Two weeks ago, I had the good fortune to spend a weekend in rural Sonoma with an incredible group of food enthusiasts at the first ever Eat Retreat. Founded by an impressive trio of ladies (Laura Brunow Miner, Kathryn Tomajan and Emily Morgan), we were enticed with the tagline Play with your food this spring in northern California.
I carpooled up with Jeff Potter, who shared with me not only his book-writing wisdom but also an impressive collection of tasteless jokes. (The best kind!) We arrived to a brief, intense hailstorm and a stack of Julie Morelli’s lovingly crafted, totally charming, letterpressed Eat Retreat notebooks. (Which Laura rightly declared the best swag ever!) AND then! A raw seafood bar of epic proportions, with oysters, scallops and crab, courtesy of Anna Larsen, plus bottles of champagne begging to be quaffed and a whole pig roasting over an open fire. There was an unending supply of impressively selected wines, beers and whiskeys sourced by Bruce Cole and Jesse Friedman. There were two unbelievably gorgeous brunches (Marc Matsumoto’s lime-marinated pineapple: transcendent) enjoyed in bright spring sunshine and two amazingly crafted dinners eaten al fresco in the chilly evenings. (Scarves and mittens abounded!)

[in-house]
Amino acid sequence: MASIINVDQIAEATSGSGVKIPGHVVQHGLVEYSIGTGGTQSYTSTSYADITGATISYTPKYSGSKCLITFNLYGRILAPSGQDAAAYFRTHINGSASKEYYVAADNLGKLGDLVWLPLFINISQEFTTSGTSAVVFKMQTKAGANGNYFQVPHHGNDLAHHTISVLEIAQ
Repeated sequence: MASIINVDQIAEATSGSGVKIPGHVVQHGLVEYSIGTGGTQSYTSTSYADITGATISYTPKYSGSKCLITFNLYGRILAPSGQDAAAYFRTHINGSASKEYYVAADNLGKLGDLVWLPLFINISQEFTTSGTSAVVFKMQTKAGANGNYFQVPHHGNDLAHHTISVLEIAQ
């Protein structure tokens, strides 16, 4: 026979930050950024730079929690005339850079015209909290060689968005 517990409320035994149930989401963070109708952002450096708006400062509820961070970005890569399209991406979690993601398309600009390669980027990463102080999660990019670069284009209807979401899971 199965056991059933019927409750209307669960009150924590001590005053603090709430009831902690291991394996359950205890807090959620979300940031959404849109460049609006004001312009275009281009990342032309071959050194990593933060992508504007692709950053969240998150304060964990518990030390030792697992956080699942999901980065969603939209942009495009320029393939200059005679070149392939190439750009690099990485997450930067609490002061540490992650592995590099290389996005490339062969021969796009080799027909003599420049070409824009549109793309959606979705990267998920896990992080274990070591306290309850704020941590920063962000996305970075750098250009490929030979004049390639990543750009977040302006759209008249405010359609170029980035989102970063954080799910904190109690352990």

Tucked in between the proper meals was a panini interlude (thanks to Deidre Hopp for spearheading and Dafna Kory for her amazing INNA Jam; Jam+cheese+toasted bread=heaven), spit-roasted chicken with the tastiest dry rub ever (thanks to Nate Keller, who did not stop cooking the entire weekend!), an afternoon cheese tasting, dangerously good halibut crudo courtesy of Mike Lee, absolutely perfect fava bean crostini made by Lauren Ladoceour, Jesse Friedman’s entertaining and enlightening discussion about the craft of beer, and OH, I could go on, and on. James Collier said it best when he wrote of the weekend, Let’s just say we never went hungry.
What did we do when we weren’t stuffing our pie holes? We talked about food, snuggled up to the campfire, overcrowded the hot tub, discussed the obesity epidemic, shared our food philosophies, giggled, hiked, photographed everything five times over, marveled at the landscape, the hawks, and our ridiculous luck. To say the weekend was fortifying is an understatement.
One of the things that makes my heart swell the most is this: I arrived at Eat Retreat having met only two people there, and left feeling like I had just made some of the raddest friends ever. Which brings me to the clearest takeaway from the weekend: the value of community. I find that I spend a lot of time cultivating and nurturing my little food community through the internet (a place that fills me with warm fuzzies, no doubt). It is refreshing, energizing and inspiring to spend a weekend entirely away from the internet with a group of ridiculously talented, enthusiastic, passionate and fun people. One weekend with them was not enough.